Change your diet to one that reduces inflammation, such as the Mediterranean diet. This includes foods that are rich in antioxidants, B vitamins, anti-inflammatory fats, plant nutrients, and lean protein. Think multicolored vegetables, fruits, olive oil, nuts, fish, poultry, eggs, herbs, and spices. Dr. Singh recommends eating fish three times per week, cooking with turmeric and ginger, consuming lots of fruits and vegetables that are dark blue, dark green, and dark red, and cutting out three white foods: sugar, salt and white flour. He believes that the Mediterranean way of eating is best for everyone. 

Exercise. Individuals who exercised one hour, three times a week for three months increased cerebral blood flow, enhanced memory, lowered blood pressure, and increased development of nervous tissue. Any activity—cooking, gardening, and walking—helps. “Even a 10-minute walk three days a week will increase blood flow in the frontal temporal region of the brain,” reports Dr. Singh.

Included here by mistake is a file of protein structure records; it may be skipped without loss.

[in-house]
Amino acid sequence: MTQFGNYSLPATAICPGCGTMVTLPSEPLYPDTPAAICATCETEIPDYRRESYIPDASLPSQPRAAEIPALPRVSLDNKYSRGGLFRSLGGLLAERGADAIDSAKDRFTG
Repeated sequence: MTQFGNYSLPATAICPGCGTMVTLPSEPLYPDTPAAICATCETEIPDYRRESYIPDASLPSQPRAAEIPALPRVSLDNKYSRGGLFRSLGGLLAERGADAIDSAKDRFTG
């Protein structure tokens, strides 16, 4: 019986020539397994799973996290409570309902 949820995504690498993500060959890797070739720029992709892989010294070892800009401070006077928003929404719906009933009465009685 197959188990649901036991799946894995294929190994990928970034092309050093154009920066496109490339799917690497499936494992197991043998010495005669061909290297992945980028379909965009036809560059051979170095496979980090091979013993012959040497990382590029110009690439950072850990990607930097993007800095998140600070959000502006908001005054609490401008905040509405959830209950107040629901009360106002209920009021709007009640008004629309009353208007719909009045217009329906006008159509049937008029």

Another big factor is social engagement. Those who are closely connected to others, have confidants, and solid people skills, can slow the progression of Alzheimer’s.

Learn new skills such as a foreign language or music, try new hobbies, and challenge yourself. Dr. Singh suggests that everyone follow the “twenty-second rule,” wherever they are, whatever their cognitive ability. “Before you leave your home, the restaurant, my office, take twenty seconds to scan the area to make sure you have all your belongings. It keeps you sharp, and you’re not running out the door and back in again to grab your car keys.”